The main special feature is an audio commentary by film historians Lem Dobbs and Nick Redman. Take note Elvis fans, these guys offer a wealth of information about Presley's film career and, of course, Flaming Star in particular. If you have enough interest in Presley to seek out this limited Blu-ray edition, you'll definitely be drawn in by this conversational yet informative track. We also get an isolated score track in DTS-HD MA 2.0. There are two theatrical trailers and a booklet essay, which makes a rather passionate case for Flaming Star's quality, by film historian Julie Kirgo.
Video Quality 4/5
Flaming Star is presented on Blu-ray with an AVC encoded 1080p transfer in 2.35:1. The elements are in great shape from a damage perspective, but colors don't really pop with much vividness, with flesh tones skewing toward brown and the big skies of the film registering in a pale blue at best most of the time. Even the Fox masthead doesn't quite pop with its typical bright yellow hue. Detail is excellent for the bulk of the film, though director Don Siegel and cinematographer Charles G. Clarke opt for day for night techniques for several longer sequences, a gambit that presents obstacles toward any really significant fine detail emerging. There are some odd registration issues that pop up very occasionally as well. Otherwise, this is a solid effort that shows no signs of aggressive digital interference with regard to either sharpening or filtering.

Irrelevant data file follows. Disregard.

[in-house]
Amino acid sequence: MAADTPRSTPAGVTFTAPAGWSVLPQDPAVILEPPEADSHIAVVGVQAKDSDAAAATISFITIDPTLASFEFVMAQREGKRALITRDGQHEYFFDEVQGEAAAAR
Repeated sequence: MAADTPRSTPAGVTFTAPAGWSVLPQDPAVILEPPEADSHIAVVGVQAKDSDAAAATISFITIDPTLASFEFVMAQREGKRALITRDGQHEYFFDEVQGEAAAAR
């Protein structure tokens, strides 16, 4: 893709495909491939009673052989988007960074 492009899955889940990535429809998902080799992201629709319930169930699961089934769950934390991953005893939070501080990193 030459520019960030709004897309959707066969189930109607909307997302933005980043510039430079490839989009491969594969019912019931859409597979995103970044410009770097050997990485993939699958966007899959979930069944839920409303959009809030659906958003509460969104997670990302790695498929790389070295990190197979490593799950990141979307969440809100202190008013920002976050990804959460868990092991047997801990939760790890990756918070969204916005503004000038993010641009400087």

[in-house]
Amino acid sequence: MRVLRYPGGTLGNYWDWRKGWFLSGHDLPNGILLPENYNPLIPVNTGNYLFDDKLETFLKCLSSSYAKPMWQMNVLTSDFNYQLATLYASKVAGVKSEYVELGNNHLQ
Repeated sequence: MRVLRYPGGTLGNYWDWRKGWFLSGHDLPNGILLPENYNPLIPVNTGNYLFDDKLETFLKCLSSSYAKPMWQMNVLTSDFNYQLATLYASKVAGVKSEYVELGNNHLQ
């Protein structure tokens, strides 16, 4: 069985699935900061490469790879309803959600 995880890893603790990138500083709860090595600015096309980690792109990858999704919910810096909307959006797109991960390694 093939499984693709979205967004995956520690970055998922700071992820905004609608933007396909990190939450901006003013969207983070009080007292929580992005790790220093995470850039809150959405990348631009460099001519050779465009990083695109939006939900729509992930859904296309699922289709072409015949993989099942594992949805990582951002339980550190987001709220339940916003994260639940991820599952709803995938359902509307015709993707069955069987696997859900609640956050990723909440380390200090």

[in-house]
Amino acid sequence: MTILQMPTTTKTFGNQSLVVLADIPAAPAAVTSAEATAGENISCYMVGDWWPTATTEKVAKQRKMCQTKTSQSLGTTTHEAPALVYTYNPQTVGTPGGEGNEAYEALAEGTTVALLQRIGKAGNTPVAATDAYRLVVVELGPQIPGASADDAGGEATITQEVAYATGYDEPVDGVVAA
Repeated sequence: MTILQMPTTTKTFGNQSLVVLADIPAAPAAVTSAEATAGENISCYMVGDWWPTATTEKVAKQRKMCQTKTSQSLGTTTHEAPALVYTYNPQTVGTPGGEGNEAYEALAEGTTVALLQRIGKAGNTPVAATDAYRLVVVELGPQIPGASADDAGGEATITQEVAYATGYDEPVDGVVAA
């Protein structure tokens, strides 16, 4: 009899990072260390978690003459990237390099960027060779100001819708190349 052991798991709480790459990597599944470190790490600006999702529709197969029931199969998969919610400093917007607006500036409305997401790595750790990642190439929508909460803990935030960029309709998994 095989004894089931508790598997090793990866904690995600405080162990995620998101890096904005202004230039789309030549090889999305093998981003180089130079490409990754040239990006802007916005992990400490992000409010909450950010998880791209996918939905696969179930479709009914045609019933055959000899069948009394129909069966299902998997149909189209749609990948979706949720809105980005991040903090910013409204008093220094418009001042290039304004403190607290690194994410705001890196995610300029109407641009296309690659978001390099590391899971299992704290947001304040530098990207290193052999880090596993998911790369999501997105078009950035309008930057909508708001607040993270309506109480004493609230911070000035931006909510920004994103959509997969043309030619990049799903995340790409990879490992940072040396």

Audio Quality 4/5
Flaming Star features a lossless DTS-HD Master Audio 2.0 mono mix as well as a repurposed DTS-HD Master Audio 5.1 surround offering. These each are listenable, but each has its own anomalies. There's a slight but noticeable increase in amplitude in the 5.1 iteration, though it also comes with that attendant quasi-phasing quality that sometimes crops up in surround repurposings. While the 2.0 mix is considerably more focused, there's just a slight gurgle of distortion in the midrange that affects some dialogue scenes and Cyril Mockridge's score. The 5.1 mix isn't especially immersive, tending to utilize the surround channels mostly for the score, though occasional sound effects do emanate from discrete channels.